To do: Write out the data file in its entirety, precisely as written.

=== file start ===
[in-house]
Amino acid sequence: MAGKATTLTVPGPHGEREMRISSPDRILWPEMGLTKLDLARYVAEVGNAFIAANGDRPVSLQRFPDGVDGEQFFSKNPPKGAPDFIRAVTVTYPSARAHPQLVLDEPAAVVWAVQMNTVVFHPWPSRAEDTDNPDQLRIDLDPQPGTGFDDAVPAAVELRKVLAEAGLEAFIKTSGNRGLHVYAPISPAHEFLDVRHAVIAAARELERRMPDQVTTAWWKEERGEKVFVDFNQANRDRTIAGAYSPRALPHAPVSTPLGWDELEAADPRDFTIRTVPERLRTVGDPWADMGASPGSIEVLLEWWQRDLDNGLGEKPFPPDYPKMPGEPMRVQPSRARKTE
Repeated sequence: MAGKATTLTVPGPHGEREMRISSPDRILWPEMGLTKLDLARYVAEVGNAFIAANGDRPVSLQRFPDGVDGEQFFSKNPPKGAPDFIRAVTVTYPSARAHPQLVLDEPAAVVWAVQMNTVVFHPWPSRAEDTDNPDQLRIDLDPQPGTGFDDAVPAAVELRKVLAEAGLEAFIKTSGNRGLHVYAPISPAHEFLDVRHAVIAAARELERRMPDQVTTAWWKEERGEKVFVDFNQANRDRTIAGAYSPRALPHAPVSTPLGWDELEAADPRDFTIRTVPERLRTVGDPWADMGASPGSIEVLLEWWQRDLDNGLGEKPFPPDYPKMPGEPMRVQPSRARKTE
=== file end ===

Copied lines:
[in-house]
Amino acid sequence: MAGKATTLTVPGPHGEREMRISSPDRILWPEMGLTKLDLARYVAEVGNAFIAANGDRPVSLQRFPDGVDGEQFFSKNPPKGAPDFIRAVTVTYPSARAHPQLVLDEPAAVVWAVQMNTVVFHPWPSRAEDTDNPDQLRIDLDPQPGTGFDDAVPAAVELRKVLAEAGLEAFIKTSGNRGLHVYAPISPAHEFLDVRHAVIAAARELERRMPDQVTTAWWKEERGEKVFVDFNQANRDRTIAGAYSPRALPHAPVSTPLGWDELEAADPRDFTIRTVPERLRTVGDPWADMGASPGSIEVLLEWWQRDLDNGLGEKPFPPDYPKMPGEPMRVQPSRARKTE
Repeated sequence: MAGKATTLTVPGPHGEREMRISSPDRILWPEMGLTKLDLARYVAEVGNAFIAANGDRPVSLQRFPDGVDGEQFFSKNPPKGAPDFIRAVTVTYPSARAHPQLVLDEPAAVVWAVQMNTVVFHPWPSRAEDTDNPDQLRIDLDPQPGTGFDDAVPAAVELRKVLAEAGLEAFIKTSGNRGLHVYAPISPAHEFLDVRHAVIAAARELERRMPDQVTTAWWKEERGEKVFVDFNQANRDRTIAGAYSPRALPHAPVSTPLGWDELEAADPRDFTIRTVPERLRTVGDPWADMGASPGSIEVLLEWWQRDLDNGLGEKPFPPDYPKMPGEPMRVQPSRARKTE